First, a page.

What if people wanted to help you out at every turn?
What if you were miraculously offered the best seat, the last parking space, a big raise… extra consideration everywhere you went?
What if everyone around you smiled when you entered a room? What if they stood in line to hug you?
What if people wanted to follow your lead, even before they knew exactly where you were headed?
What one adjustment can cause all these positive outcomes?
Psychologist Robert Emmons, among others, conducted studies that show this one shift in orientation increases our energy, our emotional intelligence and our inclination to forgive while reducing depression, anxiety and loneliness.*
No, you can’t get it in pill form! What is it?
Gratitude! The magic ingredient is plain old, simple gratitude expressed consistently and with feeling.
In his book Everything Counts, Gary Ryan Blair echoes the powerful alchemy of gratitude, “There is a special kind of magic in the practice of showing gratitude. It raises our consciousness, recharges our energy, enhances our self-worth, and strengthens our spirit.” He goes on to write that he believes that “the one constant in a truly successful life is gratitude.” Not wealth, not recognition, not special skills or aptitudes, not higher education -- gratitude.
The practice of gratitude is two-fold:
Behavioral scientists conclude that it takes a ratio of 4 messages of appreciation to 1 critical message for someone to believe that they get an equal amount of positive and negative reinforcement.* Doesn’t this mean that lifting someone up requires actually telling them about all the things they do and all the ways they are that enhance your life in ways both great and small? People who feel criticized and undervalued grow reticent to take on life with passion and abandon. People who feel celebrated and highly valued show courage and an eagerness to do more and be more.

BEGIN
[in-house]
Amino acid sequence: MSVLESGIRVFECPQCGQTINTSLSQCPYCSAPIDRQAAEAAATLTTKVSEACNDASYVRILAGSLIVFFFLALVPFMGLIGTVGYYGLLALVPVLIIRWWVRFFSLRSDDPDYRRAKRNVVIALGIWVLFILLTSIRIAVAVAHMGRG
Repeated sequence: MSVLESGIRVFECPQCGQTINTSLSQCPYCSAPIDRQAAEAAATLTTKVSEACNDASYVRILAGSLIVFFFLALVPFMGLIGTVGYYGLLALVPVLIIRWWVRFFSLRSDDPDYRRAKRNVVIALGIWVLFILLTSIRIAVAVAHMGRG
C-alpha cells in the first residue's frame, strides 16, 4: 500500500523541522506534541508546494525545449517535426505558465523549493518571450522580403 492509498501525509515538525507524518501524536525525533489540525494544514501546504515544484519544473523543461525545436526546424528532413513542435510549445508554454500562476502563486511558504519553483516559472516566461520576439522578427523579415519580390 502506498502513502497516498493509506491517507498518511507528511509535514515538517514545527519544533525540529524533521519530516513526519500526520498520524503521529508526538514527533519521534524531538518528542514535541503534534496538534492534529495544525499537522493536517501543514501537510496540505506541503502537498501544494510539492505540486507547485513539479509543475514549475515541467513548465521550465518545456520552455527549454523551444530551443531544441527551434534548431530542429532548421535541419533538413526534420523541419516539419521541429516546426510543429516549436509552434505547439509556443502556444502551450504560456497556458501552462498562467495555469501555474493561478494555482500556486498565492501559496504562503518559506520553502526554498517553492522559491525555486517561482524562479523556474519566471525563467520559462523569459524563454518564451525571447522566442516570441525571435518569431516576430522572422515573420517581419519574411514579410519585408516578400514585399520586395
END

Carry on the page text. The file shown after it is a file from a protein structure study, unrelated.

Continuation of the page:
Am I saying that we should never tell someone when we believe they’ve made a wrong turn or a bad decision?
No, but consider frontloading at least four times the praise and appreciation first. People hear your words much better when their emotional bank account is flush. The fun part is that we don’t have to wait for a strategic time to fill up that account. We can praise and celebrate all the time, and when good conscience demands that we propose someone change a behavior or reconsider an action, it’s perceived as assistance rather than attack. When someone thanks me frequently and specifically for what I contribute, their advice and their requests for a change just make me feel more valued and worthy. I matter enough for them to care if I stay on course.
Gratitude is my remedy when I’m stuck in lower emotions, like frustration over dysfunctional phone trees and website protections that block all access to completing a simple task, or I find myself trapped for what seems like hours in a traffic jam, or I receive news that someone I care about is seriously ill, or sleep wouldn’t come last night. Whatever is not right about the moment or the day, I can trust that when I’m ready to chronicle what’s right in my life, negative feelings gradually subside, and as Gary Ryan Blair puts it, simple gratitude “deflates the barriers to love” while “dissolving negative feelings -- anger and jealousy melt in its embrace, fear and defensiveness shrink.”
With regular cultivation of gratitude, I can confirm that both Lee and I have developed what Blair calls an ability to withstand life events like heart transplants, losing all our possessions in a catastrophic accident, the death of loved ones. We are growing our immunity to depression and resentment by the simple practice of pivoting to celebrate what’s good and right in people and in the world.
As Lee just said, “You know what I’m grateful for today? I’m grateful for all I’ve learned, for all the time I’ve spent reading and listening and re-associating in the service of becoming a more appreciative man, a better man.”
*reference: The 9 Dimensions of Conscious Success by David E. Nielsen